The Labour Party Conference starts tomorrow and on its eve, Labour’s Shadow Chancellor John McDonnell gave an interview to the Guardian in which he committed Labour to signing up to George Osborne’s “Fiscal Charter”, which commits the government to running a surplus by 2019-2020 and beyond in ‘normal times’. In effect, the fiscal charter is meaningless because governments don’t have total control over either their spending or the amount of tax they collect, so the government’s budget balance is largely dependent on factors outside its control. That said, it was a ‘clever trick’ designed by George Osborne to trap Labour. I guess they were supposed to reject it on the perfectly reasonable grounds that it’s economically illiterate, after which Osborne and co. could paint Labour as ‘fiscally irresponsible’.
McDonnell’s decision then is a tactical one. One would hope he realises the fiscal compact is nonsense, but he has decided for whatever reason to go along with the charade. In doing so he is like a sports captain who agrees that his team will play all their games away from home. It doesn’t mean you won’t win the league, but it does make your task a lot more difficult. McDonnell is clear that committing to ‘live within our means’ does not mean a continuation of austerity for the poor, but rather a shift of the burden onto those on higher incomes.
Playing on the away team’s turf in this context means you must cost every policy along the lines of “We will pay for x by raising tax on y or cutting spending on z”. You also need to get organisations like the Institute of Fiscal Studies to mark your homework and say “yes the sums add up”. If your plans include raising taxes on the rich, there will be no shortage of people queuing up to tell you apocalyptic consequences will follow as a mass exodus of ‘wealth creators’ ensues. Labour should be ready for this. They’ll also be attacked along the lines of their plans not being believable. “You can’t trust Labour” etc etc.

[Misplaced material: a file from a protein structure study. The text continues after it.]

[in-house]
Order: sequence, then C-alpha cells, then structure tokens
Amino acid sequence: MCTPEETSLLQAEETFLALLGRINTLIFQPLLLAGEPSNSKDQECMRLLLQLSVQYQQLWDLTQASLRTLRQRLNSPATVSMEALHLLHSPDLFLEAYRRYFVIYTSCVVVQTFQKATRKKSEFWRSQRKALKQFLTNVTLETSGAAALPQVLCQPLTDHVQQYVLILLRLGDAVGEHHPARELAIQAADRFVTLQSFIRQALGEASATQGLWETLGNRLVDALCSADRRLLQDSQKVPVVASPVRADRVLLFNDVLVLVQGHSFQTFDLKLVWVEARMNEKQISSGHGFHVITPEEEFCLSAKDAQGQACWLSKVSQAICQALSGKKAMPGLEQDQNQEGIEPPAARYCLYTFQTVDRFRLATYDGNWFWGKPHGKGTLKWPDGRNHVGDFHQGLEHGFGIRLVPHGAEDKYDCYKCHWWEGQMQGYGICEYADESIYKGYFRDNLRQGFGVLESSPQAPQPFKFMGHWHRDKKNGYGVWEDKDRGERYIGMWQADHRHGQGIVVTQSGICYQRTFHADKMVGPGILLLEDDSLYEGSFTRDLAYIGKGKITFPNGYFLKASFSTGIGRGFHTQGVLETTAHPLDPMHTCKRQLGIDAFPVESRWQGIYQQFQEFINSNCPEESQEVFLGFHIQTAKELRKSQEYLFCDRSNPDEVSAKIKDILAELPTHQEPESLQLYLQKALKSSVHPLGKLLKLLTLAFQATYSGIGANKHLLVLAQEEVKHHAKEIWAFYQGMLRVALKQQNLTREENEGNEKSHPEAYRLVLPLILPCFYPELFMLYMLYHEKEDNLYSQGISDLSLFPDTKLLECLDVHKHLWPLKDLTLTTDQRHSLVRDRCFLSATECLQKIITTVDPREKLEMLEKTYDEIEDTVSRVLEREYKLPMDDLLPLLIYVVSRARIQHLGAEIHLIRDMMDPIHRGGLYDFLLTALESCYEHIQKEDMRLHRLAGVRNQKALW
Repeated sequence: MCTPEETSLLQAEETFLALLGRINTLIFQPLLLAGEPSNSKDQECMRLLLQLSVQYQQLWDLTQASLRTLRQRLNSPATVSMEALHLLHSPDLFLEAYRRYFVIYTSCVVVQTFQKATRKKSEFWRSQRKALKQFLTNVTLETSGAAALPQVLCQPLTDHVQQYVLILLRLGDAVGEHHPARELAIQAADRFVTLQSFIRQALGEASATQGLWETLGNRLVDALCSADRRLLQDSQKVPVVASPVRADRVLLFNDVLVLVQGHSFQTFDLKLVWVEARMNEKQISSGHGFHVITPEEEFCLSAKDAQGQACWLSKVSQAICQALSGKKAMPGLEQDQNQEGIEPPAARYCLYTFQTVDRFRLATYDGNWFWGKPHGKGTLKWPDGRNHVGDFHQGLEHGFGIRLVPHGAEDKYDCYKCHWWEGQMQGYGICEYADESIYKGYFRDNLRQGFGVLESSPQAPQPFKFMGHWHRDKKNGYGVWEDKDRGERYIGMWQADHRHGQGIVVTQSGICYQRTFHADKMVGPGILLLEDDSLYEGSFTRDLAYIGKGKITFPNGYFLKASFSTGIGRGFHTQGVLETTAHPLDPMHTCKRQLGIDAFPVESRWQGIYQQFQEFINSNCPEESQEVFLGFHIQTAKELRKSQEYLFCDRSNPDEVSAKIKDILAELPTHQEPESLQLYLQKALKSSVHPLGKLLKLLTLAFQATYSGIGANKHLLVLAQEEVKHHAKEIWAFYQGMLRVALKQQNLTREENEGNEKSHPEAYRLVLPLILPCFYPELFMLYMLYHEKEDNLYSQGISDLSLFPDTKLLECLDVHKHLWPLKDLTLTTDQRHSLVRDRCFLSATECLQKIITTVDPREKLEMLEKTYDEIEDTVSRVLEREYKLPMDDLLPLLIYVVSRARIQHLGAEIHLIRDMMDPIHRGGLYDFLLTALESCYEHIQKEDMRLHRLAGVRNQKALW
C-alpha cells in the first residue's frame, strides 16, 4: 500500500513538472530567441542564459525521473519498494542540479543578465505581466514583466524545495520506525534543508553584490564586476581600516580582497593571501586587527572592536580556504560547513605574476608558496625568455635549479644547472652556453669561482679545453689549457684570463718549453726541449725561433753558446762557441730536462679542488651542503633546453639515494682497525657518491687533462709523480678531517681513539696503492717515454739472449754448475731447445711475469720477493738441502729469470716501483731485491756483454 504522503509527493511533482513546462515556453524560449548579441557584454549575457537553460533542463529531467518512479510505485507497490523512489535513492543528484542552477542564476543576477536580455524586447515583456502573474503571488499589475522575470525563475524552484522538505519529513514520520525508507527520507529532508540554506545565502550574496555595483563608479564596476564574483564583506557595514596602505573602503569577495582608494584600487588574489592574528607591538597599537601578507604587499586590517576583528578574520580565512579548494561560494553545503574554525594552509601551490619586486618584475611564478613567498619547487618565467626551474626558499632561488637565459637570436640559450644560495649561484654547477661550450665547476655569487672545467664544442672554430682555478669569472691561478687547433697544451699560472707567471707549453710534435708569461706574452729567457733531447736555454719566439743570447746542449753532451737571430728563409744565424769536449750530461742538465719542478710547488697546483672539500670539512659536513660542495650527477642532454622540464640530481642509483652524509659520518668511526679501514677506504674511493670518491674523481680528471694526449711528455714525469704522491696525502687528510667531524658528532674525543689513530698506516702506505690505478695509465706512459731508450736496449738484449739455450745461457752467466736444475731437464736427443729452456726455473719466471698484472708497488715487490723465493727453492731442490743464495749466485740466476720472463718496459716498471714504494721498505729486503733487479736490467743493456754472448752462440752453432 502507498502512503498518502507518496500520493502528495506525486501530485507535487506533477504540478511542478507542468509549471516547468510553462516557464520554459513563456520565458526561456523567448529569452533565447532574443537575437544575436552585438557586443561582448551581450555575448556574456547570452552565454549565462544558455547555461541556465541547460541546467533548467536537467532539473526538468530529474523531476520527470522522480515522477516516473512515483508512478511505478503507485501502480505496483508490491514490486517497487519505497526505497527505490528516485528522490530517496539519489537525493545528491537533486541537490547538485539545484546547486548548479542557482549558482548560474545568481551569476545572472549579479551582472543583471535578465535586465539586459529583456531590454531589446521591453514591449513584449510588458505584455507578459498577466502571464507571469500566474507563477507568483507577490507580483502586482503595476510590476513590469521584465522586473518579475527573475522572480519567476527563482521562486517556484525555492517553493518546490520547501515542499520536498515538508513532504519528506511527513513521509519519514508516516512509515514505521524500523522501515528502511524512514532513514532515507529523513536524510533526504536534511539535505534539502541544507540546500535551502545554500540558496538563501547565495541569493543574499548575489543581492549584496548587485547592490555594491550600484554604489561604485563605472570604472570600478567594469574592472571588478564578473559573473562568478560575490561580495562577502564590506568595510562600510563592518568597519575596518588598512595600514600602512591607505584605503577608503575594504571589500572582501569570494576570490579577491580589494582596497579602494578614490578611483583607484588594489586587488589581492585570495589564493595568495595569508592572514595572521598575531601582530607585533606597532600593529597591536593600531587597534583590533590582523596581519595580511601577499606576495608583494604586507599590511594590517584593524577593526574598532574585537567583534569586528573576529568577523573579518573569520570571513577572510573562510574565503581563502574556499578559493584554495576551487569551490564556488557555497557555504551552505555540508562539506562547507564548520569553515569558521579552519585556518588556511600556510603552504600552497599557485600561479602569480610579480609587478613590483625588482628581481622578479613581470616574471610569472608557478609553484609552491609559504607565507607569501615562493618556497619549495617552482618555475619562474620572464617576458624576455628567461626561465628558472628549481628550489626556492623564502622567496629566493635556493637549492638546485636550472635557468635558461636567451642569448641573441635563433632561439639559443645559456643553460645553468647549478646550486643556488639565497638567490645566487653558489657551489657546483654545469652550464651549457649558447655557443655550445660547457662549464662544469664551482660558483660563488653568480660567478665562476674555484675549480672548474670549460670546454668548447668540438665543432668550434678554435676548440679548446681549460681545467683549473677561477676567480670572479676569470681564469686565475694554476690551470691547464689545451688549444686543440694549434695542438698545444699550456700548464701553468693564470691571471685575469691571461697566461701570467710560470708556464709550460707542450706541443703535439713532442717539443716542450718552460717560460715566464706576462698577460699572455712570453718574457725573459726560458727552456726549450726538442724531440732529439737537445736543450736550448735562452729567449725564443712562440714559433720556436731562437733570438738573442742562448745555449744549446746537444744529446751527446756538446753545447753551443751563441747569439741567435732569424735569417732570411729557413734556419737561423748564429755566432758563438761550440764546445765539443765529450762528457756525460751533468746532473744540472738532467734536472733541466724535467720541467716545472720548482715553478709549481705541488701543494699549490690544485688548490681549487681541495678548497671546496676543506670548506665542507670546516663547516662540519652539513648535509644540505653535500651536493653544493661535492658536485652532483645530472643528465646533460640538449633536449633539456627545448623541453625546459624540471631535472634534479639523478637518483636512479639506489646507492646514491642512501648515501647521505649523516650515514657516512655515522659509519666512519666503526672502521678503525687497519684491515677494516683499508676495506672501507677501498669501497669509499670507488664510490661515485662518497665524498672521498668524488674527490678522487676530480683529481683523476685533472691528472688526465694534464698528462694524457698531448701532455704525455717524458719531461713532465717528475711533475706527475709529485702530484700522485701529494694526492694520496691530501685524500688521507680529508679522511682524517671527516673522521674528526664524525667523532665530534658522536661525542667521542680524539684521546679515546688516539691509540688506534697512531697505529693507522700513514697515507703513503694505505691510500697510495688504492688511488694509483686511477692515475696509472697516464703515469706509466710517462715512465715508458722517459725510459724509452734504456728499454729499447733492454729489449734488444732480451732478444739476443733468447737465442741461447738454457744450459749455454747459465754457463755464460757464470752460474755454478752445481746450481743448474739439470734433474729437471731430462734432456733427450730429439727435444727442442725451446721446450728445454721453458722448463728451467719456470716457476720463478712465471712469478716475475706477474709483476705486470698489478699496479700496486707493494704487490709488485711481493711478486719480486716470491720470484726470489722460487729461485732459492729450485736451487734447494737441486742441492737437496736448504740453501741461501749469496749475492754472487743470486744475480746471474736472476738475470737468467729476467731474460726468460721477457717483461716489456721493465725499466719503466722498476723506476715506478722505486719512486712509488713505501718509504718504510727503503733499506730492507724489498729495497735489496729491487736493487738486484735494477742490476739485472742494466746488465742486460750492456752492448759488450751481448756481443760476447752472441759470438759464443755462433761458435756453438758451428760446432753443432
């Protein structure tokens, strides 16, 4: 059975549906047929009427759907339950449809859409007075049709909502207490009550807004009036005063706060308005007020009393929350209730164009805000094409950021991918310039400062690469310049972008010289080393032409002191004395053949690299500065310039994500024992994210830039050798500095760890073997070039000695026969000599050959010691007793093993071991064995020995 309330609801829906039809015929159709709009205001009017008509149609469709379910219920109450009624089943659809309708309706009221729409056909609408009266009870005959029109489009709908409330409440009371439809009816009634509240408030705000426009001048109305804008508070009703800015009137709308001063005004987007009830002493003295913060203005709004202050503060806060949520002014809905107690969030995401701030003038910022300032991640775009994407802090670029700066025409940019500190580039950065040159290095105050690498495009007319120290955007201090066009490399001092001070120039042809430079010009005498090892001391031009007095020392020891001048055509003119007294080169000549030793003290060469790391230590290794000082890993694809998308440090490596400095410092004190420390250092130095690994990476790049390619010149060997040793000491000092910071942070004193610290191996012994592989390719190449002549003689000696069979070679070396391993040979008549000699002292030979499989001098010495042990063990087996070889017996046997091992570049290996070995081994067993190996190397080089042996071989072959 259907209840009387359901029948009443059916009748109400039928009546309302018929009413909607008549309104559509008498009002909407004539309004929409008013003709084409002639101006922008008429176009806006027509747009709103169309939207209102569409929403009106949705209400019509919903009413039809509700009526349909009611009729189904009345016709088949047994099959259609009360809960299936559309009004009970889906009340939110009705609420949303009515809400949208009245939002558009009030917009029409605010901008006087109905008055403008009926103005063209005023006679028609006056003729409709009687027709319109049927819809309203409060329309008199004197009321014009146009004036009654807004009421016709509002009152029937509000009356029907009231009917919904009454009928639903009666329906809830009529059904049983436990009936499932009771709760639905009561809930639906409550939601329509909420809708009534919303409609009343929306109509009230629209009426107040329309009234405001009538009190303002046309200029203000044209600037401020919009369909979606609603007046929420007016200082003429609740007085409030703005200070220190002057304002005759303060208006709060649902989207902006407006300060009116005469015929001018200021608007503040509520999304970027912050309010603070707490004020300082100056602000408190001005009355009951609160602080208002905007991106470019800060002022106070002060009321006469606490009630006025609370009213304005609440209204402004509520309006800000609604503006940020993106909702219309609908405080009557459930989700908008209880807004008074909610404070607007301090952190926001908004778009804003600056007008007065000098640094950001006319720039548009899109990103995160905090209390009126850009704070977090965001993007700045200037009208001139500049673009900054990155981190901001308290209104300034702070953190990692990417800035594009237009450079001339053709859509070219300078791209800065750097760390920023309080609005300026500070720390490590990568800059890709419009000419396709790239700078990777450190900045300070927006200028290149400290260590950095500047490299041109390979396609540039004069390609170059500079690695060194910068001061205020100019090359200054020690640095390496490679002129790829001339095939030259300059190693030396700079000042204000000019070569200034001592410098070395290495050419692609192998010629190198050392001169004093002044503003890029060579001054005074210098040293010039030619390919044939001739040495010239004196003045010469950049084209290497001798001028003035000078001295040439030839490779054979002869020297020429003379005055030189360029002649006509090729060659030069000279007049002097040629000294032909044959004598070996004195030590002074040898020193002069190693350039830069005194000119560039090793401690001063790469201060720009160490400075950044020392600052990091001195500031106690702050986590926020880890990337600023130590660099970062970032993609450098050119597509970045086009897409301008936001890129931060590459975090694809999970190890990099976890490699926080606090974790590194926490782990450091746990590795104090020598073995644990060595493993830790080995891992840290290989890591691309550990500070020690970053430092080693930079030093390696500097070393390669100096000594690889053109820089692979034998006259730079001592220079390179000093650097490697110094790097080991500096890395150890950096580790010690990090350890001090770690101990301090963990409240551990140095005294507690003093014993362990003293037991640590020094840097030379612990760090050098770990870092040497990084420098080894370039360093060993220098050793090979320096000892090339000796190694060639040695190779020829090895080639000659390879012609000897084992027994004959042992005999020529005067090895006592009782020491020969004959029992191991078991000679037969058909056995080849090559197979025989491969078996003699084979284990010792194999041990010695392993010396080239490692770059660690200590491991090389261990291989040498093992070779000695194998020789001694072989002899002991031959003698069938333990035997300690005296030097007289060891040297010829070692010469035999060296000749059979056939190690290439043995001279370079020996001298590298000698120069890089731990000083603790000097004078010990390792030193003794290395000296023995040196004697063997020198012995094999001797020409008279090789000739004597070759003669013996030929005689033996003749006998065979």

The alternative for Corbyn’s Labour would have been to bring the Tories onto their home turf. They started to do that, even getting the term “Corbynomics” coined. Some of the ideas within Corbynomics – PQE in particular – took a look of flak and they now seem to have backed away from them somewhat. To me though, they had sparked quite a bit of interest in academia and they could have used that as a launch pad to start to talk about the economy in new and much more interesting ways. It would still have been tough, but it would have been in keeping with Corbyn’s “new politics” vibe.
So now they are playing on the Tories home turf instead of their own, can they still win? It’s not impossible, but it makes anything they propose open to the same old attacks. If I had to guess, I would think Corbyn and co. realise they will face the constant threat of a coup from now and for the next five years, so are trying to head that off by appeasing some in the party. There’s an idea that what you say in opposition and then what you do when in power don’t have to bear too much similarity to each other – Osborne is keenly aware of this – but whether McDonnell’s tactics are wise here, I’m not so sure.